In 2008, Linda Bacon, a professor of nutrition with a background in exercise physiology and psychotherapy, published the first edition of her groundbreaking book, Health at Every Size (Benbella). The second, improved edition arrived in 2010. In 2011, Bacon and English dietitian/researcher Lucy Aphramor published “Weight Science: Evaluating the Evidence for a Paradigm Shift” in Nutrition Journal, 24 January 2011. In the article, the evidence they presented suggested that shifting to a weight-neutral, HAES paradigm improved health without negative unintended consequences.
HAES pioneer Esther Rothblum joined attorney Sondra Solovay (Tipping the Scales of Justice, 2000) to edit The Fat Studies Reader in 2009. The compilation included chapters on health, sizism, social inequality, and taking action.
In 2009, dietitian and researcher Corinna Tomrley and Ann Kalosky Naylor edited Fat Studies in the UK, which included content by Lucy Aphramor, Katie LeBesco, and other scholars, artists, and activists. Aphramor cofounded HAES UK in May 2009 with activist Sharon Curtis.
ASDAH leadership was concerned that weight-loss companies would attempt to coopt HAES terminology, and so applied for trademark protections. ASDAH trademarked Health at Every Size on July 12, 2011 and HAES on May 22, 2012.
New York Times writer David Brooks, in a column (“The Post-Trump Era,” 3/25/16) cites Thomas Kuhn, author of The Structure of Scientific Revolutions: “According to Kuhn, intellectual progress is not steady and gradual. It’s marked by sudden paradigm shifts There’s a period of normal science when everybody embraces a paradigm that seems to be working. Then there’s a period of model drift: As years go by, anomalies accumulate and the model begins to seem creaky and flawed. Then there’s a model crisis, when the whole thing collapses.“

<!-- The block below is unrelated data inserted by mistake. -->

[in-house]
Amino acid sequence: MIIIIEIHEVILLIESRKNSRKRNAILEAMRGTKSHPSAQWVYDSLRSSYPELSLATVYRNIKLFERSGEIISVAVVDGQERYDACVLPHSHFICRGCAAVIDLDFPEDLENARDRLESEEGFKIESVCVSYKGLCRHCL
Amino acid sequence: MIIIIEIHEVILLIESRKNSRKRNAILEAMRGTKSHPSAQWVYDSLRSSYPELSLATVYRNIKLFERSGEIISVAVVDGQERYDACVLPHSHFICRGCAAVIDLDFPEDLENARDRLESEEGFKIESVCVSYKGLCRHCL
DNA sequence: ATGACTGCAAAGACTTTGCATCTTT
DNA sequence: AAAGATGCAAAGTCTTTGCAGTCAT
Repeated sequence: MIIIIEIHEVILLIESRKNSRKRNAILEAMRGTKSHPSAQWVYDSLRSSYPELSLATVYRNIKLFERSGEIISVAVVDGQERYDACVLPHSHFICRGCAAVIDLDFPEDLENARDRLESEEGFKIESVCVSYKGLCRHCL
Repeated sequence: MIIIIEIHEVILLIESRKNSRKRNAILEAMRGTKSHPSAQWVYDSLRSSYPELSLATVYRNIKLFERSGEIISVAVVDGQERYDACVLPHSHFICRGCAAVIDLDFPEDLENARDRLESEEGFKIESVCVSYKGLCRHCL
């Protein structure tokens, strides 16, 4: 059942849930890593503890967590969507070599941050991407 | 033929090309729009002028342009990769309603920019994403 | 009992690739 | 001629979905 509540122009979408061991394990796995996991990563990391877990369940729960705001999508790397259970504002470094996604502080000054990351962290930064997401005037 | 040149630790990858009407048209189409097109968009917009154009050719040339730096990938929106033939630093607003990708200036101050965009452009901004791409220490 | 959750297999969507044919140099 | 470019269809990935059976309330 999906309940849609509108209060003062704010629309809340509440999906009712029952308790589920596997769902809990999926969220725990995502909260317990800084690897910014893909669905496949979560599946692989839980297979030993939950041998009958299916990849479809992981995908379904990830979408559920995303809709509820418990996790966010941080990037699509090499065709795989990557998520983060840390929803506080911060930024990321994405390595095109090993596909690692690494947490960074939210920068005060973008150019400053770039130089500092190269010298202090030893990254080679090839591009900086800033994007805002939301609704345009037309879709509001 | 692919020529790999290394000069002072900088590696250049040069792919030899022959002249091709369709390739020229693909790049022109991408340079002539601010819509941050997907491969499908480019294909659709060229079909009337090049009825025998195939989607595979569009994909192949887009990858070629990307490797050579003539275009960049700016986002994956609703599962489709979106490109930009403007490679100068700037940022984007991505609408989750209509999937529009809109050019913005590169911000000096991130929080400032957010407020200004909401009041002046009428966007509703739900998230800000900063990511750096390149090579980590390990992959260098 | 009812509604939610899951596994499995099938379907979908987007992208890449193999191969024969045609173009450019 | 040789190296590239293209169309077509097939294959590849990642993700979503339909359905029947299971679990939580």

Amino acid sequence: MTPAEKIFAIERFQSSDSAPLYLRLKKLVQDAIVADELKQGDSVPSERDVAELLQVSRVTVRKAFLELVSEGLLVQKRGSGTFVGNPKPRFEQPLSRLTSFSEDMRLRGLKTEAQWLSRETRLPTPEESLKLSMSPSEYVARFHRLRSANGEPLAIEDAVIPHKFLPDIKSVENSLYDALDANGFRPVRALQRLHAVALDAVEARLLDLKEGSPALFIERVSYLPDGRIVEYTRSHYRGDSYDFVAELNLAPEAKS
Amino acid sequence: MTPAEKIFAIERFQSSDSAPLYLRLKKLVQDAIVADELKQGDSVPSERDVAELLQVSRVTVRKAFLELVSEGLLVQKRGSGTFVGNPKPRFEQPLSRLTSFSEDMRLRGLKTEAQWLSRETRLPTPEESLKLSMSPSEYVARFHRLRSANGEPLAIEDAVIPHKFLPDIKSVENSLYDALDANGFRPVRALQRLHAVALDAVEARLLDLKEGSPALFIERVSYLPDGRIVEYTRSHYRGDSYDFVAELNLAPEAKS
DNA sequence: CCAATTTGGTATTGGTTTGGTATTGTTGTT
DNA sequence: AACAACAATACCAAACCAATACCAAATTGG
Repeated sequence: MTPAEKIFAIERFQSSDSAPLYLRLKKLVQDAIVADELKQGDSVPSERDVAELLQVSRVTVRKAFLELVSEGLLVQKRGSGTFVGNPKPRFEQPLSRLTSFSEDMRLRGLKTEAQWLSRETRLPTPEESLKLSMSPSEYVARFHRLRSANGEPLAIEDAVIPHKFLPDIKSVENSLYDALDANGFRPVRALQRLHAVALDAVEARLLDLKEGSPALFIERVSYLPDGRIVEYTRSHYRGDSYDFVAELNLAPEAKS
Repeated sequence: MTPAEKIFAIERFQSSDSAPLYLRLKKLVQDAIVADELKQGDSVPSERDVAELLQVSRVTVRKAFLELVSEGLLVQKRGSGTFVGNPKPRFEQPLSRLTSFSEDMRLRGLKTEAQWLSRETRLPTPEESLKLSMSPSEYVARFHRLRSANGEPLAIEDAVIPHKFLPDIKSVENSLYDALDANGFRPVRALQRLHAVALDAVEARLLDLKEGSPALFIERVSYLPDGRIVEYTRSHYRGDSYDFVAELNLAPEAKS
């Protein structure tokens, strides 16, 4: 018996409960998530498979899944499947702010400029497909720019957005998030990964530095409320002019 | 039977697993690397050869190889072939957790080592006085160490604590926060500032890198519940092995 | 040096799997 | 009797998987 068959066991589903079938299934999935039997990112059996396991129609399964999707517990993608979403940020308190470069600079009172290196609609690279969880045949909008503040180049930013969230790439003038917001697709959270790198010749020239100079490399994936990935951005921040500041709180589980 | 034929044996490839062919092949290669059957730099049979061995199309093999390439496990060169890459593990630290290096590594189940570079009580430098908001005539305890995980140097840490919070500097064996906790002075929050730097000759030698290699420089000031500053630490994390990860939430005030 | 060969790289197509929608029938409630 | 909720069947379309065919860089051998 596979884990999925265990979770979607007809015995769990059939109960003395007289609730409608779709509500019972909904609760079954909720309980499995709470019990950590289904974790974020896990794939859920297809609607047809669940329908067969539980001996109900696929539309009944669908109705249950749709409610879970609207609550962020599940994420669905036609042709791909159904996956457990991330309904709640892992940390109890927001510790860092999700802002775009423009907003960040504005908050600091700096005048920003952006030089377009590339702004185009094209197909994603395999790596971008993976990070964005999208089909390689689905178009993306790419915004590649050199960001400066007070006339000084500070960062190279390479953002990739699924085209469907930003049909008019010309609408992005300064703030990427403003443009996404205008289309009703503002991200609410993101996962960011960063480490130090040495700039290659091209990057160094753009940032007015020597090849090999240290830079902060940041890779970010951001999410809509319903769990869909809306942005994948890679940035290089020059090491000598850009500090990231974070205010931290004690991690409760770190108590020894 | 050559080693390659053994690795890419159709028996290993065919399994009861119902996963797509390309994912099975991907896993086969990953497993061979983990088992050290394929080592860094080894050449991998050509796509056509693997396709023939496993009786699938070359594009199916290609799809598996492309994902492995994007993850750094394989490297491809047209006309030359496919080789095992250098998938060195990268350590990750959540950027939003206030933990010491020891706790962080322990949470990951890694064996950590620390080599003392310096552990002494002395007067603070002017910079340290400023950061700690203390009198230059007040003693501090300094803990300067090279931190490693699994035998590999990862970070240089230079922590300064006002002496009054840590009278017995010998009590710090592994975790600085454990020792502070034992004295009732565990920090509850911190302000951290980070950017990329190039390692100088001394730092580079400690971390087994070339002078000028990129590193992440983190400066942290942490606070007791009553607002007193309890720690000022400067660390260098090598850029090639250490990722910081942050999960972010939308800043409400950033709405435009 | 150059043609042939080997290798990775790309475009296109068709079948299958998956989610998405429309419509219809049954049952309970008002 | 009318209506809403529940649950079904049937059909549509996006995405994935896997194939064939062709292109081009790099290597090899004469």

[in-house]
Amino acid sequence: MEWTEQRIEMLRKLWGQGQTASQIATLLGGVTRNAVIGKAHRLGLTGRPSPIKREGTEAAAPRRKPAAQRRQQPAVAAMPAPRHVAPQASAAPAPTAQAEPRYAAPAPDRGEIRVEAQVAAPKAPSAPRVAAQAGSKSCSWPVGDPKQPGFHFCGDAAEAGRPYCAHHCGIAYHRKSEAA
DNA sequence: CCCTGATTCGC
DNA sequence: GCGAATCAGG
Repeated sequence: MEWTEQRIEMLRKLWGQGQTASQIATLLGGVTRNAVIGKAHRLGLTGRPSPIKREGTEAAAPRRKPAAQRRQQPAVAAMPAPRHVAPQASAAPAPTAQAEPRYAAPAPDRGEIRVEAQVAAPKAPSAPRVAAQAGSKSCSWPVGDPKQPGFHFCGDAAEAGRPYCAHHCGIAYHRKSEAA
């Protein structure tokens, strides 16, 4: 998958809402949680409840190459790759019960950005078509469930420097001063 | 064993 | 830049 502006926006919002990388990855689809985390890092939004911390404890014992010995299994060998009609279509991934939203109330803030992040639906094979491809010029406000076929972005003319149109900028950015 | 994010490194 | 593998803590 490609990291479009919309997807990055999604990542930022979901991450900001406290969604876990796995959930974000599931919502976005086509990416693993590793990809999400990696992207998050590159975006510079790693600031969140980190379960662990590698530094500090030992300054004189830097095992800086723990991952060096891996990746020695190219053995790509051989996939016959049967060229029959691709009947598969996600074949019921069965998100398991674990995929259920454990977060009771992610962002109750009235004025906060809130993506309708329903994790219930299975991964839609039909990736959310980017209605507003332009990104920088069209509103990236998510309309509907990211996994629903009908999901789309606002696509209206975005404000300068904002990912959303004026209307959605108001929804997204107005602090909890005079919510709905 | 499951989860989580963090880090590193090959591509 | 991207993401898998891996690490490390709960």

The list of anomalies, “obesity paradoxes,” has grown over the years. The voices against the weight-centered health paradigm have been growing. The model crisis is pending…
Published to the HAES Blog with permission from Barbara Altman Bruno. Copyright © 2017 Barbara Bruno. All rights reserved.
Barbara Altman Bruno, Ph.D., DCSW has been a clinical social worker, size acceptance activist, and HAES pioneer. She has presented at clinical conferences, appeared in television, radio, magazines, newspapers, and demonstrations, and has written many articles, including well-being columns for larger people, guidelines for therapists who treat fat clients, a brief history of HAES, and a book, Worth Your Weight (what you CAN do about a weight problem). She is former co-chair of education for ASDAH and is on the Advisory Boards of NAAFA and The Fat Studies Journal.